The opinion of the court was delivered by: Yohn, J.
Presently before the court is petitioner Jamie Kirnon's pro se motion for a writ of habeas corpus pursuant to 28 U.S.C. § 2254. Kirnon is currently serving a life sentence for the first degree murder of Darius Cuthbert, as well as consecutive sentences for related charges. After conducting a de novo review of the Report and Recommendation of United States Magistrate Judge Elizabeth T. Hey, and upon consideration of petitioner's objections thereto, the court will overrule petitioner's objections, adopt in substantial part the Report and approve the Recommendation.
I. Factual and Procedural Background
The Pennsylvania Superior Court, in reviewing Kirnon's direct appeal, set forth the facts that are material to Kirnon's instant habeas petition:
Testimony at trial revealed that on November 18, 1998, appellant and another man engaged Darius Cuthbert and his friend Omar Johnson in a combative conversation at the intersection of Colorado Street and Susquehanna Avenue in Philadelphia. Trial Court Opinion, 1/29/04, at 1. An argument involving the sale of drugs ensued between the two groups of men. Id. at 2. Mr. Johnson testified that appellant and the other man each pulled out a nine-millimeter handgun, the other man fired the first shot, and appellant then began firing his weapon. Id.
Danny Gissentanner, a friend of both Mr. Cuthbert and Mr. Johnson who was nearby at the time, testified that after the shooting he immediately determined that Mr. Cuthbert was dead, proceeded to remove a handgun belonging to Mr. Johnson from the scene and place it in the trunk of his Nissan Maxima, and then attempted to take Mr. Johnson to the hospital. Id. The police arrived and assisted in taking Mr. Cuthbert and Mr. Johnson to Temple [University] Hospital, where Mr. Johnson was treated for eight gunshot wounds and Mr. Cuthbert was pronounced dead as a result of his five gunshot wounds. Id. at 2-3.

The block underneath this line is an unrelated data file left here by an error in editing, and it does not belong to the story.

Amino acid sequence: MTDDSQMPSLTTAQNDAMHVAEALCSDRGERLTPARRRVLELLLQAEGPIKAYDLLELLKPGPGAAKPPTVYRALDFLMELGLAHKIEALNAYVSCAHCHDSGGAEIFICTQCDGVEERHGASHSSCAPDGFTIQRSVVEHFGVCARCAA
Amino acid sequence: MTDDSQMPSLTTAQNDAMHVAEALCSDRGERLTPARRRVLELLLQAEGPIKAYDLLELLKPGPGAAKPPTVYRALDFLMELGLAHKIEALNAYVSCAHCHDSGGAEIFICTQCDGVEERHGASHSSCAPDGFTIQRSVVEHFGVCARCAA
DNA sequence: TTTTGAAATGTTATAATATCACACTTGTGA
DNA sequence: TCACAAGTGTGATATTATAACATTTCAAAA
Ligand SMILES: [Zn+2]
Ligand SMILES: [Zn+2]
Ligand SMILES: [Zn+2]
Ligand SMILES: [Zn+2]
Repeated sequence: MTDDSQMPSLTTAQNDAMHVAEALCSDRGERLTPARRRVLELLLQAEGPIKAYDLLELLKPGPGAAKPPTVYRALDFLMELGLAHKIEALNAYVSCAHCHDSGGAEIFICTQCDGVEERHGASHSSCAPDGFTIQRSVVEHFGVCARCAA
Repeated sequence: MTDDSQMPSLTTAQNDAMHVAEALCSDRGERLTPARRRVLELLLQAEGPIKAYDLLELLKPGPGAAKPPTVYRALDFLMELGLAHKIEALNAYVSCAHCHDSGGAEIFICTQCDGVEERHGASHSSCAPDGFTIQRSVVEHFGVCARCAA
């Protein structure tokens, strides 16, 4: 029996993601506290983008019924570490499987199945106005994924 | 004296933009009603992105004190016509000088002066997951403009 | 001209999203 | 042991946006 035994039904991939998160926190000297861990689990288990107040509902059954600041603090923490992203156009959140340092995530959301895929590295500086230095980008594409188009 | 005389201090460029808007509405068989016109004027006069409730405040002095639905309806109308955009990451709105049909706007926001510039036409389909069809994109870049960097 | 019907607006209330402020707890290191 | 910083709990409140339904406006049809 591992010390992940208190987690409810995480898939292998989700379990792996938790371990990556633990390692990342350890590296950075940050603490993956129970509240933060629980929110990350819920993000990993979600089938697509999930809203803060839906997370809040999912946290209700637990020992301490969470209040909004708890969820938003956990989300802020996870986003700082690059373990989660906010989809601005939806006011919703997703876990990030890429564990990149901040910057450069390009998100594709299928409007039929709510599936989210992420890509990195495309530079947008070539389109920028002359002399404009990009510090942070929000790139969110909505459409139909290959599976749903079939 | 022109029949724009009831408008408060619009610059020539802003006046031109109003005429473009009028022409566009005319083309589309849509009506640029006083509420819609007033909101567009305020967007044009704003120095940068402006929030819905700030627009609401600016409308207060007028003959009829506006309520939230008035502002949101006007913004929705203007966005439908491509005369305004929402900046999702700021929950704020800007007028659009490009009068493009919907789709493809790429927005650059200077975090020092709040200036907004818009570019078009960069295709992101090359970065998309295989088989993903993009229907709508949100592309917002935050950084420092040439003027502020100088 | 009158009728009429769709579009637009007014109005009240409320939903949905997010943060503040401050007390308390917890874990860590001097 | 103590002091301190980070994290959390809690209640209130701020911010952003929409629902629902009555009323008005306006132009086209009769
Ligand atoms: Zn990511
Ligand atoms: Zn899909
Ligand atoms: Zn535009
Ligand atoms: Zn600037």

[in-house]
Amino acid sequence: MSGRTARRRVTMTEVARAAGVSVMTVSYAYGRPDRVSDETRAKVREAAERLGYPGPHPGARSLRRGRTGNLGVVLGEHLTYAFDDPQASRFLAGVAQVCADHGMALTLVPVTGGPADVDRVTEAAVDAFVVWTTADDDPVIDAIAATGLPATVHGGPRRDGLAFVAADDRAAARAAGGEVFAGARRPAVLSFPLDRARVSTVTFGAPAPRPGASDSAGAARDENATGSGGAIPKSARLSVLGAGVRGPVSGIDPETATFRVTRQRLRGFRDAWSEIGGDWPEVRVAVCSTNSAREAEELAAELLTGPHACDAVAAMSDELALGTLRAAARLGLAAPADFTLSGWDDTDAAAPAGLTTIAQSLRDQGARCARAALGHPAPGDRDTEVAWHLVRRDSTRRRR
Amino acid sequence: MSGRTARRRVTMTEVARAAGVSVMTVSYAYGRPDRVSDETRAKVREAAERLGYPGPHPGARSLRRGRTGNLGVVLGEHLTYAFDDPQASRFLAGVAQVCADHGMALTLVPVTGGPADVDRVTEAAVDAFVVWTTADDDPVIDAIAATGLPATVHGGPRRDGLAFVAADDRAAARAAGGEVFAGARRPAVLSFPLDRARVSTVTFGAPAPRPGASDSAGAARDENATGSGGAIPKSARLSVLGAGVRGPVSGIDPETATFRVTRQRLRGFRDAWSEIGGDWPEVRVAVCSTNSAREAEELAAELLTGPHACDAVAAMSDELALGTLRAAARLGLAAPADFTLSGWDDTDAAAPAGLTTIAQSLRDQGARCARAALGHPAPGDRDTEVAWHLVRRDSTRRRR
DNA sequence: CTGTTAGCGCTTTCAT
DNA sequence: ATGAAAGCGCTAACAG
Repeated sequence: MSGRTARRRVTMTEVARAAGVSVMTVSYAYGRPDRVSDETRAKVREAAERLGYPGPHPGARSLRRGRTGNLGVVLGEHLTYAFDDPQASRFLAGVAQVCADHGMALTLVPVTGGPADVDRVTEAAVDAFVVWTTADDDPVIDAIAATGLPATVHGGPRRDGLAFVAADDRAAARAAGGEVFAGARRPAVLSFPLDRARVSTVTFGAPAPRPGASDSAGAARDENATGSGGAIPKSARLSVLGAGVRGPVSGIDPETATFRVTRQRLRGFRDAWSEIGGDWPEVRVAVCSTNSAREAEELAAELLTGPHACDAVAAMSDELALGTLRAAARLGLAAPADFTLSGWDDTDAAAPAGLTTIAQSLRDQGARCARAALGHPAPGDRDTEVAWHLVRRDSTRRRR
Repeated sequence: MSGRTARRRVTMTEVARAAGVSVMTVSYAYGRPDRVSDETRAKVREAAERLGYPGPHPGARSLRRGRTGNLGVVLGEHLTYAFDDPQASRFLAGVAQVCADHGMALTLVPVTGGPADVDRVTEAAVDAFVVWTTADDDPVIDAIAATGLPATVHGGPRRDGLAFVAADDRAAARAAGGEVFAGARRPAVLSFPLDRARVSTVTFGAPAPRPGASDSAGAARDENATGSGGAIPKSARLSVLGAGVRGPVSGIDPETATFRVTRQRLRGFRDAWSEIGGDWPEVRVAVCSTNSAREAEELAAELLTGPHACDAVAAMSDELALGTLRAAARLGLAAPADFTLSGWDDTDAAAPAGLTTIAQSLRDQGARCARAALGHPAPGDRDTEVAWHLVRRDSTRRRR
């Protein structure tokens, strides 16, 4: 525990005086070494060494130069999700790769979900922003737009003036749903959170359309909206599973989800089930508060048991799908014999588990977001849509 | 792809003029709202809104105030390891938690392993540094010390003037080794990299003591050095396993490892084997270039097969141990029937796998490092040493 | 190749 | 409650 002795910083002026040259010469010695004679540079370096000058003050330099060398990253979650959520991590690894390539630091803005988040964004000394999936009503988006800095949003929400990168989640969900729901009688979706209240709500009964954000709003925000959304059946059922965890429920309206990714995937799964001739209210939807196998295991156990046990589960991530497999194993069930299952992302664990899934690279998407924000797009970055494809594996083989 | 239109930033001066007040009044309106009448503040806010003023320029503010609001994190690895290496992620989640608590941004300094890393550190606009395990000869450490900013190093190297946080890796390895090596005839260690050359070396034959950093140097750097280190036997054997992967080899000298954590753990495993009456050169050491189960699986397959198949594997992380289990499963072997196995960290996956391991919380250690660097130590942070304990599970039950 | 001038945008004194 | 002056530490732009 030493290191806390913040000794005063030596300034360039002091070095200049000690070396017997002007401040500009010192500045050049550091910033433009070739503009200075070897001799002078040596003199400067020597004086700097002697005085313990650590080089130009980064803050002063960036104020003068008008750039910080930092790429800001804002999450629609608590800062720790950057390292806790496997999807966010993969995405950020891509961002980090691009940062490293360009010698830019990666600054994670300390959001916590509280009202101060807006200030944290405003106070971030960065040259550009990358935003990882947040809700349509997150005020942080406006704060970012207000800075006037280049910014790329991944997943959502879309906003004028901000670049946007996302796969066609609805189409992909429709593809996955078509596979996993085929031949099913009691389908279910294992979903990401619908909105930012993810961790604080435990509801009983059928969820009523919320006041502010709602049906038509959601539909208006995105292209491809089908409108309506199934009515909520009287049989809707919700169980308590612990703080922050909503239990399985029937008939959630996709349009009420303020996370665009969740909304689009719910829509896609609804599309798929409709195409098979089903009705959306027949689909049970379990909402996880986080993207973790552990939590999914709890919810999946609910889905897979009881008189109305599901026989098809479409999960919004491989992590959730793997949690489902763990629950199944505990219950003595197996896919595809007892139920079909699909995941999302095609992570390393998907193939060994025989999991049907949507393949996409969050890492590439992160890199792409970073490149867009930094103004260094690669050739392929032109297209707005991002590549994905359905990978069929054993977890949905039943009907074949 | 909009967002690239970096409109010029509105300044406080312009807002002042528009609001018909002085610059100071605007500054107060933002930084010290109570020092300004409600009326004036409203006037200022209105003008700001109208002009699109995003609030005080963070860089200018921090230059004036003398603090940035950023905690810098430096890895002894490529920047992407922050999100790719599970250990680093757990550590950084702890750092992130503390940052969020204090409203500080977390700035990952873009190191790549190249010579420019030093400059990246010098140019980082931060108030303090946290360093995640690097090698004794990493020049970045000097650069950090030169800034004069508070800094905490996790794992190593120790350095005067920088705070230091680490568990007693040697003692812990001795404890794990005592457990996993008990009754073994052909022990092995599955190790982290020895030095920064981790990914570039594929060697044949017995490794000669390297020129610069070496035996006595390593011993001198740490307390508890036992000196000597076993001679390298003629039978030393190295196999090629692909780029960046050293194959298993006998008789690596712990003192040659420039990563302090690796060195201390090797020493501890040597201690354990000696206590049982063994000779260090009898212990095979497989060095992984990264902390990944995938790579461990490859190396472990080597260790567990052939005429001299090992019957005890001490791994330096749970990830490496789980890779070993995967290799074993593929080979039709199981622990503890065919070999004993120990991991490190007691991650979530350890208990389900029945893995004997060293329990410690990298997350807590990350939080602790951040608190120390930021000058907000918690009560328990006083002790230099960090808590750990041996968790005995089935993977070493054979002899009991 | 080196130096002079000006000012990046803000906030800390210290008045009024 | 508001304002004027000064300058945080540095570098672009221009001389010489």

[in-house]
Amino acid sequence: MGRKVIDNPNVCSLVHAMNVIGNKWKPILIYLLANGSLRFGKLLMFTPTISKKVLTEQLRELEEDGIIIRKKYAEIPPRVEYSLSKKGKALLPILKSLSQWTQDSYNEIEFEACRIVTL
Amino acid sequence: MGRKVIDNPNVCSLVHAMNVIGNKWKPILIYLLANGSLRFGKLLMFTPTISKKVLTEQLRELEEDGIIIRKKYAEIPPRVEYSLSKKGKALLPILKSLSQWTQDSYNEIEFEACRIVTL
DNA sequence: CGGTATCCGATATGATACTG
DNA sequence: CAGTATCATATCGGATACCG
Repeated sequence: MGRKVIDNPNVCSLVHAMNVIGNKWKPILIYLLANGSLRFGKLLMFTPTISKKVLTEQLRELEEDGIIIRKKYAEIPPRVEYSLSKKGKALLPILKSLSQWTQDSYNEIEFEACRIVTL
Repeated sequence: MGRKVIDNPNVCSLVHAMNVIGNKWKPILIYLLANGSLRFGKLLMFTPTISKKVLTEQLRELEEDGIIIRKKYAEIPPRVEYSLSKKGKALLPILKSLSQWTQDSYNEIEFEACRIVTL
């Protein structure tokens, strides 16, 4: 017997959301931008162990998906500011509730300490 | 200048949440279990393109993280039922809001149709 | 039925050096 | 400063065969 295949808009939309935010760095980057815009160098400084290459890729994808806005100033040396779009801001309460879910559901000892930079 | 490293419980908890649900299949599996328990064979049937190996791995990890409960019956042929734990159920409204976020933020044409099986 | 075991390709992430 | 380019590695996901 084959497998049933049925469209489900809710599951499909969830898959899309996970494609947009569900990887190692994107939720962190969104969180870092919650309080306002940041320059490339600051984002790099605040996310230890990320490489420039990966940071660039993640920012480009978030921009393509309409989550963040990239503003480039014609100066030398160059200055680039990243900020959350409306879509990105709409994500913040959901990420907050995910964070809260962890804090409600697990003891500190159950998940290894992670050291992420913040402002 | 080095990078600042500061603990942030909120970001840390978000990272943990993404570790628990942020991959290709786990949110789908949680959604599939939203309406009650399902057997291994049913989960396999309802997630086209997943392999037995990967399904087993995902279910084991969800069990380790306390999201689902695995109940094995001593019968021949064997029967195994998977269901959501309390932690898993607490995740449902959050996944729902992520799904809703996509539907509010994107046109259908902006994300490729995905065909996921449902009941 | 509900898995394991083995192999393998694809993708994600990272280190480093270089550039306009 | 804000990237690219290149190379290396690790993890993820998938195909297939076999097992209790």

Police officers recovered Mr. Johnson's handgun from the Nissan Maxima, and ballistics showed that no casings had been ejected from the weapon. Id. at 2. Crime scene technicians arrived, photographed the scene, collected evidence, and determined that all of the fired casings were from nine-millimeter firearms. Id. at 3.
Thereafter, Mr. Gissentanner identified appellant as one of the shooters, an arrest warrant was issued, and appellant was eventually arrested. Id. Commonwealth v. Kirnon, 604 EDA 2004, at 1-3 (Pa. Super Ct. Jan. 13, 2005).
On November 4, 2003, the jury found Kirnon guilty of first degree murder, aggravated assault, criminal conspiracy, carrying a firearm on a public street, and possession of an instrument of crime. (Trial Tr. vol. 7, 3-4, Nov. 4, 2003.) After a penalty phase, the jury sentenced Kirnon to life imprisonment on the murder charge. (Trial Tr. vol. 8, 83, Nov. 5, 2003.) The Honorable Gary Glazer, who presided over the trial, also imposed consecutive sentences of 72-144 months for aggravated assault and 42-84 months for criminal conspiracy. (Sentencing Tr., 4-5, December 22, 2003.) Judge Glazer entered a sentence of guilty without further penalty on the remaining firearms offenses. (Id.)
Kirnon filed an appeal in the Pennsylvania Superior Court, challenging both the sufficiency and weight of the evidence admitted at trial.*fn1 Kirnon's argument primarily rested on inconsistent statements made by key witnesses. The Superior Court found that "[t]he evidence, as produced at trial, clearly established that [Kirnon] was not only present at the scene of the murder, but that he, along with his associate, actively participated in the shooting of a rival drug dealer after an argument concerning their illegal activities." Commonwealth v. Kirnon, No. 0604 EDA 2004, slip op. at 5 (Pa. Super. Ct. Jan. 13, 2005). Accordingly, the Superior Court affirmed the judgment of sentence. Id. at 7. Kirnon did not seek discretionary review to the Pennsylvania Supreme Court.